When it comes to racing, we find that seat time is one of the best teachers around. But should you want to fill your mind in between races, you can't go wrong reading Keith Code's volumes of knowledge, specifically, A Twist of the Wrist, A Twist of the Wrist II and The Soft Science of RoadRacing Motorcycles. Good stuff. Around $20 from the California Superbike School at (800) 530-3350.
Suspension and Exhaust
If you're brand-spanking new, you won't need to ditch the stock stuff right away, as you'll reach the limits of your abilities well before you exceed your machine's. But then, an aftermarket exhaust is lighter and tucks in closer than the OE or "stock" can, and will boost power somewhat if you have the proper jetting. And after a few races, you'll see how the stock suspension was intended more for a comfy street ride than track duty. Your options for these are nearly unlimited-again, ask around the pits to see what the fast guys in your races are doing. Be sure to take the time to set your suspension properly-get a friend to help set your bike's sag. Our thanks to Two Brothers Racing (714/550-6070), Fox Racing Shox (408/269-9201), Race Tech Suspension (909/594-7755) and Factory Pro Tuning (800/869-0497) for taking pity on our little SV.
Most likely the priciest item on your "must have" list (unless somebody gives you one). Forget about picking up a brand-new YZF-R6 or anything else that'll be too fast and expensive for the budget-minded novice. When you visit your local track, look around the pits and see what bikes are running the "slower" (but no less competitive) classes. Kawasaki's EX500 is a great, cheap (we've seen good examples from around $2500) Lightweight Twins bike that's fast enough to learn from for a season or three. Suzuki's SV650 is another great starter bike-although its popularity might make used ones hard to find.
If you own a pickup truck or a van, great. If not, what did you do the last time you needed to move out of your apartment? Give U-Haul a call, or borrow a friend's hauler (heck, take him along). You'll need a truck ramp-if piecing together some two-by-fours won't cut it, try our pals at The Rampmaster (800/231-8999; www. rampmaster.com). Hint: Sleeping in your vehicle saves you loads on hotel rooms.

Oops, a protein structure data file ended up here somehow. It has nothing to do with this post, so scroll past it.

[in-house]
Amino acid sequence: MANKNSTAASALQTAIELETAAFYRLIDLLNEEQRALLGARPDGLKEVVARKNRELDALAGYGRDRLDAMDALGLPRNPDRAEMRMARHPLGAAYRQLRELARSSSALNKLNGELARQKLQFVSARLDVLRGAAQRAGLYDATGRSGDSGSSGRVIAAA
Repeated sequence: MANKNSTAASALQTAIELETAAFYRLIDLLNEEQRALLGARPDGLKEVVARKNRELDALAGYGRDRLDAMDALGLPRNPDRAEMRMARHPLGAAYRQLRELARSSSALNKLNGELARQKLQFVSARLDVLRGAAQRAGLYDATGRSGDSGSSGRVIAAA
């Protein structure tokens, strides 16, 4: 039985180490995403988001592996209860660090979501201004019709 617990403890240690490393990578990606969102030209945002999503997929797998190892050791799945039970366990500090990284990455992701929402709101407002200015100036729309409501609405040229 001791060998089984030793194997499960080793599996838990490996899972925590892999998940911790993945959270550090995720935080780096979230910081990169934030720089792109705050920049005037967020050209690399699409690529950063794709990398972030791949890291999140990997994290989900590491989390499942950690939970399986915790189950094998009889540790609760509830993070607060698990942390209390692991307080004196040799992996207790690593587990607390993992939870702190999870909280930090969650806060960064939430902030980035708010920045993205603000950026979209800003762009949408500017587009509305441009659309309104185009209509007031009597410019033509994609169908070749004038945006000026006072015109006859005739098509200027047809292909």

Preferably, one who knows more about racing than you, since he'll be able to help you race-prep and safety-wire your bike, set up suspension, swap tires, offer counsel, take lap times, and maybe even show you a faster way around the track. Invaluable. Besides, going solo to a race is never a good idea-if you crash, you're going to need someone to get in touch with your family, pack your gear, drive you home, etc. Not that you should be thinking about that....
...needs to be in good shape to face the rigors of the track (try some form of aerobic exercise at least 30 minutes a day, three times a week) and, come race day, be free of any drugs or alcohol. Even caffeine can compromise your concentration on the racetrack. Drinking lots of water is crucial, as dehydration could have deadly effects at speed. And while we find racing to be a great way to clear our heads of cobwebs and the stresses of daily living, you should be in top mental form, too-a wandering and distracted mind will only slow you down.
You need them. Preferably in pairs. Ponying up for the priciest, stickiest race rubber is not entirely necessary, especially if you're running a Middleweight Twins bike which will stick fine on less-expensive (and longer lasting) D.O.T. skins. (Our SV650 seems to prefer either Metzeler's race-compound Z3 or Bridgestone's BT56SS.) Ask around the pits to see what the guys in your classes prefer. Find a brand that gives you confidence and stick with it, since different tires can give your bike different handling characteristics. And always buy new-purchasing used "takeoffs" might be cheap, but racing on a used tire that has an unknown amount of life left can be a dodgy proposition.
Make enough friends at the races and you'll be able to beg, borrow or steal all you need, but eventually you'll probably want a toolbox full of your own stuff. At minimum, purchase a good quality ratchet set, torque wrench, some combination wrenches and hex keys; we've also found a measuring tape, duct tape, tire-pressure gauge and safety-wire pliers to be highly useful. A factory repair manual will tell you how to put your bike back together once you've used your tools to take it apart.